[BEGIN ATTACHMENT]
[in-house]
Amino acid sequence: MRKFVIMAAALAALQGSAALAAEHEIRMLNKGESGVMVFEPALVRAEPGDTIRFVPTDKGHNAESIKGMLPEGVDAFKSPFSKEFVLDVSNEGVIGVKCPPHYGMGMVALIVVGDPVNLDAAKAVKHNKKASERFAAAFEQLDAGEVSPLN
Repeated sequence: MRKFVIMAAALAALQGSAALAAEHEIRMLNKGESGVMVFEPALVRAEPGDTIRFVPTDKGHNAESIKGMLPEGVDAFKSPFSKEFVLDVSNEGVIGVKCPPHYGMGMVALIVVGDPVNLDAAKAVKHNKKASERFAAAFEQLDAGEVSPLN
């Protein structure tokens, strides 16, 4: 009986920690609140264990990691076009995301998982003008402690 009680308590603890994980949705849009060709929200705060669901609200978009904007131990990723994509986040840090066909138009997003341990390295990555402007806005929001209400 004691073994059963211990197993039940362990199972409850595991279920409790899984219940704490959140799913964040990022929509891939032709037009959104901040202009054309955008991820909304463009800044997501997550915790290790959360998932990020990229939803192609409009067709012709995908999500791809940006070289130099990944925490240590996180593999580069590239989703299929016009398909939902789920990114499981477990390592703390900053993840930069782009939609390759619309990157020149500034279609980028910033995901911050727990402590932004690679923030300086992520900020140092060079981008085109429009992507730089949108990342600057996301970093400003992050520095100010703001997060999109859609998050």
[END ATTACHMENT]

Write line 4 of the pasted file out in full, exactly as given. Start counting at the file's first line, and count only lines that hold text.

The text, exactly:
């Protein structure tokens, strides 16, 4: 009986920690609140264990990691076009995301998982003008402690 009680308590603890994980949705849009060709929200705060669901609200978009904007131990990723994509986040840090066909138009997003341990390295990555402007806005929001209400 004691073994059963211990197993039940362990199972409850595991279920409790899984219940704490959140799913964040990022929509891939032709037009959104901040202009054309955008991820909304463009800044997501997550915790290790959360998932990020990229939803192609409009067709012709995908999500791809940006070289130099990944925490240590996180593999580069590239989703299929016009398909939902789920990114499981477990390592703390900053993840930069782009939609390759619309990157020149500034279609980028910033995901911050727990402590932004690679923030300086992520900020140092060079981008085109429009992507730089949108990342600057996301970093400003992050520095100010703001997060999109859609998050």